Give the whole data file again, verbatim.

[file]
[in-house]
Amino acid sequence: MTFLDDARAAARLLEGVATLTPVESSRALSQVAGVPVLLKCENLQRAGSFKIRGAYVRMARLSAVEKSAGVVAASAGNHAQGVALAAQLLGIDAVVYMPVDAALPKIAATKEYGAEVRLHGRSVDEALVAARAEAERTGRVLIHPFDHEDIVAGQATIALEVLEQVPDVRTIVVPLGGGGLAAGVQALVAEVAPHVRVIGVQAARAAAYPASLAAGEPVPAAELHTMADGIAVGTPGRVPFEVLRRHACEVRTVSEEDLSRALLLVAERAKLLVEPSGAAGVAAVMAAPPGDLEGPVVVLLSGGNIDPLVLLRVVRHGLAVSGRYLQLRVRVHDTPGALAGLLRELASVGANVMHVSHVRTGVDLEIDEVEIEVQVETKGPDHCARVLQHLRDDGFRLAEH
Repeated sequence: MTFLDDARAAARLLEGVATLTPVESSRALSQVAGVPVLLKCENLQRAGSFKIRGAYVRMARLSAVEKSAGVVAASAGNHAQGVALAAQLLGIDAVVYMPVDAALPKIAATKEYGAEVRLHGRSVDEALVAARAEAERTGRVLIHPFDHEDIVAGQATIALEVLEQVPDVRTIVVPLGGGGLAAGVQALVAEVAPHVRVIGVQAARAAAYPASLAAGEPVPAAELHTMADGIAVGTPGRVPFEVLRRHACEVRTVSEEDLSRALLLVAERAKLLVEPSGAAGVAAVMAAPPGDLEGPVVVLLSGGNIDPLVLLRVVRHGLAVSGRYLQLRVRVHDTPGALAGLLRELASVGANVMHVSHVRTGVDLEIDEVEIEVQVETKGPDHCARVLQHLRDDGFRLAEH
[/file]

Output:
[in-house]
Amino acid sequence: MTFLDDARAAARLLEGVATLTPVESSRALSQVAGVPVLLKCENLQRAGSFKIRGAYVRMARLSAVEKSAGVVAASAGNHAQGVALAAQLLGIDAVVYMPVDAALPKIAATKEYGAEVRLHGRSVDEALVAARAEAERTGRVLIHPFDHEDIVAGQATIALEVLEQVPDVRTIVVPLGGGGLAAGVQALVAEVAPHVRVIGVQAARAAAYPASLAAGEPVPAAELHTMADGIAVGTPGRVPFEVLRRHACEVRTVSEEDLSRALLLVAERAKLLVEPSGAAGVAAVMAAPPGDLEGPVVVLLSGGNIDPLVLLRVVRHGLAVSGRYLQLRVRVHDTPGALAGLLRELASVGANVMHVSHVRTGVDLEIDEVEIEVQVETKGPDHCARVLQHLRDDGFRLAEH
Repeated sequence: MTFLDDARAAARLLEGVATLTPVESSRALSQVAGVPVLLKCENLQRAGSFKIRGAYVRMARLSAVEKSAGVVAASAGNHAQGVALAAQLLGIDAVVYMPVDAALPKIAATKEYGAEVRLHGRSVDEALVAARAEAERTGRVLIHPFDHEDIVAGQATIALEVLEQVPDVRTIVVPLGGGGLAAGVQALVAEVAPHVRVIGVQAARAAAYPASLAAGEPVPAAELHTMADGIAVGTPGRVPFEVLRRHACEVRTVSEEDLSRALLLVAERAKLLVEPSGAAGVAAVMAAPPGDLEGPVVVLLSGGNIDPLVLLRVVRHGLAVSGRYLQLRVRVHDTPGALAGLLRELASVGANVMHVSHVRTGVDLEIDEVEIEVQVETKGPDHCARVLQHLRDDGFRLAEH